By 1879 he was Chairman of the Colored Republican General Committee.  He organized fund raising that year for relief of black refugees who had swarmed to Kansas hoping for a better life, only to find misery.  The Governor of Kansas, John P. St. John, sent Freeman a thank-you letter for the $250 in July, saying in part 

Of the numbers coming here, at least 75 per cent are in a destitute condition, being very scantily clothed, and without bread or the means to obtain it, consequently are dependent wholly upon the charities of the people of the North.  I am very glad to know that the colored people of your City are taking an interest in relieving the unfortunate of their race.

He ended his letter with saying "This is the second emancipation, and under it we want to make the blacks absolutely and forever free."

On December 8, 1884 Freeman held a meeting of "colored citizens," as described by The New York Times, at No. 262 Bleecker Street, most likely in a cellar room.  A resolution was read that stated that "as the relation of the colored men to the politics of the country had become doubtful, it was their duty to meet and to discuss this question and to determine the real position and status of the colored race as a factor of the great body politic."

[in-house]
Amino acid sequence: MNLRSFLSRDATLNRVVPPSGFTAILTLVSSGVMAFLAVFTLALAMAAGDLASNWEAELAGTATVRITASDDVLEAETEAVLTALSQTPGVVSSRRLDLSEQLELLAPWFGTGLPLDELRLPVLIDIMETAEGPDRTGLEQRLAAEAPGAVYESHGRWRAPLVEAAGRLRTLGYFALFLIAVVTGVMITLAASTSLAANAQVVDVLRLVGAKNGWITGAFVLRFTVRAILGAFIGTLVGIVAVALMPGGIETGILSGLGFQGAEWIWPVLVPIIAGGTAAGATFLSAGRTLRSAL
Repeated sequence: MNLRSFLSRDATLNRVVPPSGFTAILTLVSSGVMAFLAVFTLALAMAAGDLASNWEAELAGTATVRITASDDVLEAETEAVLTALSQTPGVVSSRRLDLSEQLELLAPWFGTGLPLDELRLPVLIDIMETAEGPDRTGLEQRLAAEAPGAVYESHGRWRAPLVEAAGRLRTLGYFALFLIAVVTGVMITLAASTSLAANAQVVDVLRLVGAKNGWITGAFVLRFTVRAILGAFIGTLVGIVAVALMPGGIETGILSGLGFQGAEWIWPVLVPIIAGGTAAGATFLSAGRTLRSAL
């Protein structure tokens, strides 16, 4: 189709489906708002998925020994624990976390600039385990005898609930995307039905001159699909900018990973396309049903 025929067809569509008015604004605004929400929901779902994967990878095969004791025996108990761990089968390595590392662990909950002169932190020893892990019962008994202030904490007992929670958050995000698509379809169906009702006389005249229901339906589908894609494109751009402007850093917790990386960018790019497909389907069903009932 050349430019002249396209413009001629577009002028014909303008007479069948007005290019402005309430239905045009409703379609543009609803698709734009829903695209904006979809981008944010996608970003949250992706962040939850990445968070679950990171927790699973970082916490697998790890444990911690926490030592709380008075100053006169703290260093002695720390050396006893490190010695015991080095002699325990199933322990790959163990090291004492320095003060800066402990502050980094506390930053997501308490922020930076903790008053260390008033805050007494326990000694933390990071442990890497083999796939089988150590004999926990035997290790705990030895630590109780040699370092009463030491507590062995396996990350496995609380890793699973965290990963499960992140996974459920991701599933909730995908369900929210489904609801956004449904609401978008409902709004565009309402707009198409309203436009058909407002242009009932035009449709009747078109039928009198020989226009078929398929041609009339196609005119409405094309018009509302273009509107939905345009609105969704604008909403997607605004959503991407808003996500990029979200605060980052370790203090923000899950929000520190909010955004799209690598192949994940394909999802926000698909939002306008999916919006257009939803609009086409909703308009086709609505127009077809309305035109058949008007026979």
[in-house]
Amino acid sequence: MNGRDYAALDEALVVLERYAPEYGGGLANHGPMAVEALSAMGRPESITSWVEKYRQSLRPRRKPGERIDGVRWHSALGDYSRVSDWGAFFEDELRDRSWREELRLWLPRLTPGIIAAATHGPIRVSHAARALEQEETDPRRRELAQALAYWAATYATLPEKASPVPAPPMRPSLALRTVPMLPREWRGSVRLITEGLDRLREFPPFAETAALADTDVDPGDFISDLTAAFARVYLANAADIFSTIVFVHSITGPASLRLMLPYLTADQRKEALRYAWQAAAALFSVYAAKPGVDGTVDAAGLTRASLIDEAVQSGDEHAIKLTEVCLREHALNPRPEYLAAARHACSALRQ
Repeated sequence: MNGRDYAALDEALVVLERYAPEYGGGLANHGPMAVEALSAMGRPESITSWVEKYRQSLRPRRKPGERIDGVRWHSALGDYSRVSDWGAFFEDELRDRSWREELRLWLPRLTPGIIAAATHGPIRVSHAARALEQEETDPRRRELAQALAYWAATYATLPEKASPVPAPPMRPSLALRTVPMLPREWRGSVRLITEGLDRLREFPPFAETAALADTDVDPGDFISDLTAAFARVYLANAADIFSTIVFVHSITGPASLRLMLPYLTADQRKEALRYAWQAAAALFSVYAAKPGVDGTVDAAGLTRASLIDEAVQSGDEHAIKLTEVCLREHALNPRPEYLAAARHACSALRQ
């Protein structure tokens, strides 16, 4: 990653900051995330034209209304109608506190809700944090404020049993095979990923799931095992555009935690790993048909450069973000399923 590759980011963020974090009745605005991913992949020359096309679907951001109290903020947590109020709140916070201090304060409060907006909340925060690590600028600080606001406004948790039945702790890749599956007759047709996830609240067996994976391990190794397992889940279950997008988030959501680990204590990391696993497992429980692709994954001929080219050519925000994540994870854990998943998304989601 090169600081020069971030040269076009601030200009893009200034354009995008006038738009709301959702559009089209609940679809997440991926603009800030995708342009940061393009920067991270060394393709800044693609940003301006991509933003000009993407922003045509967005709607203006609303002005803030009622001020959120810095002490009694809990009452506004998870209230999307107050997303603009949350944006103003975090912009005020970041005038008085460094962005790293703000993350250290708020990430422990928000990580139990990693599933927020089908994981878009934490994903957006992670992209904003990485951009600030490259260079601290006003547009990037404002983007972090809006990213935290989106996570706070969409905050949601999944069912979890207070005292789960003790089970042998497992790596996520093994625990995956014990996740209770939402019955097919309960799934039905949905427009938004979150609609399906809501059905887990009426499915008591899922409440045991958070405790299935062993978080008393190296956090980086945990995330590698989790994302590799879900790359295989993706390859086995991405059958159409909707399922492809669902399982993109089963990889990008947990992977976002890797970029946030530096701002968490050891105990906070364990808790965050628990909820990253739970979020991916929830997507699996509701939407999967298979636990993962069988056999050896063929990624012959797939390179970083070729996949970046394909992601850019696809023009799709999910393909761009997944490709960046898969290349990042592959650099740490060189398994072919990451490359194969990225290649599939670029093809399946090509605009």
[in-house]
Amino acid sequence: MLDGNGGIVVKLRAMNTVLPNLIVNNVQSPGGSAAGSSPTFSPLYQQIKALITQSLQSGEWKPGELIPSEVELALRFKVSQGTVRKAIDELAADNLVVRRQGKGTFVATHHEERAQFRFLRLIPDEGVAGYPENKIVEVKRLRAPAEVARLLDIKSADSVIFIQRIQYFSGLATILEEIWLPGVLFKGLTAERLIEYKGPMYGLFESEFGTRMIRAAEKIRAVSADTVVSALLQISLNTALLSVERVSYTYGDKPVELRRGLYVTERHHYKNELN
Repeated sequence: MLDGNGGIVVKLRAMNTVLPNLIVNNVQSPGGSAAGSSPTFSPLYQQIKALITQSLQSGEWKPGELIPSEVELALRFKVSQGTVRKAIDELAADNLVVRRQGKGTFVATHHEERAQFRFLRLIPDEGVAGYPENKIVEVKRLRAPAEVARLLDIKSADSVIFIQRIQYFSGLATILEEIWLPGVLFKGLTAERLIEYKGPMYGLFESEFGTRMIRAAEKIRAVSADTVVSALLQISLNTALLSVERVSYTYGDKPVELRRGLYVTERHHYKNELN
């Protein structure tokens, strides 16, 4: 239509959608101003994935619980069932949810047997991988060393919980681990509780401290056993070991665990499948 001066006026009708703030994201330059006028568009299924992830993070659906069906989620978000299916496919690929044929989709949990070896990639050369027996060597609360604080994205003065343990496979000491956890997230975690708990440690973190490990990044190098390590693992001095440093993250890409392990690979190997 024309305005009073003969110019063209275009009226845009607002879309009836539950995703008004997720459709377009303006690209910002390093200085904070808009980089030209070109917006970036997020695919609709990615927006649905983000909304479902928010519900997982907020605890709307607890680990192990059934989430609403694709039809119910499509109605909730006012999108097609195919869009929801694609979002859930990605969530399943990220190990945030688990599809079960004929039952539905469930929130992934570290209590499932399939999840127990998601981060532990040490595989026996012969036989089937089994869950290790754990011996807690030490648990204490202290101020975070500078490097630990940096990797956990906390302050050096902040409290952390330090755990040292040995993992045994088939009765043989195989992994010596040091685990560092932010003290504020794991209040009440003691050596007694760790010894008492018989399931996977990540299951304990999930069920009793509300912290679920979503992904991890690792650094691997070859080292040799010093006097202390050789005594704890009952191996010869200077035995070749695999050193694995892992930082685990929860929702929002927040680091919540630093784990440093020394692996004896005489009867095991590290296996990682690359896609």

The meeting was in preparation for a "colored mass meeting" to be held at Chickering Hall on December 29.  Freeman had invited Frederick Douglass to address that meeting.  Douglass responded with unexpected pessimism.  The New York Times reported "Mr. Douglass wrote that he did not see how the meeting could add anything to the knowledge already possessed upon the subject and afford a basis for issuing an an address."  He did say he "might" attend.  "Until then he would restrain his curiosity, hope for the best and prepare for the worst."

The string of businesses in the shop space continued.  In 1890 it was home to Jacob Stein's fancy goods store.  In 1894 the upper floors were internally joined to No. 264 with no change at street level.

The turn of the century saw the personality of the Bleecker Street neighborhood changing again as it filled with immigrants.  George Foscolo and his family--his wife Persefoni, their 5-year old daughter Marie, and Persefoni's brothers, Edward and Louis--arrived in New York from Greece in 1902.  George's hopes for happiness in the new land were soon crushed.

By 1907 the entire family was living at No. 262.  Trouble first came in December that year when Persofoni left; lured away to a life on the stage by  actors George Karlis and Heraclea A. Aggelidu.

George hired a woman to help care for Marie.  On May 24, 1908 she dressed Marie for a stroll.  But when she went downstairs where Marie was supposed to be waiting, the girl was gone.  There was little doubt that Marie's uncles were responsible.  Edward and Louis disappeared at the same time.  George told police he thought the girl was taken to her mother.

In a rather odd side note, The New York Times ran the headline "TWELVE-TOED GIRL MISSING" and reported "Marie Foscolo, who, according to her father, has twelve fingers and twelve toes, is supposed to have been kidnapped from her home."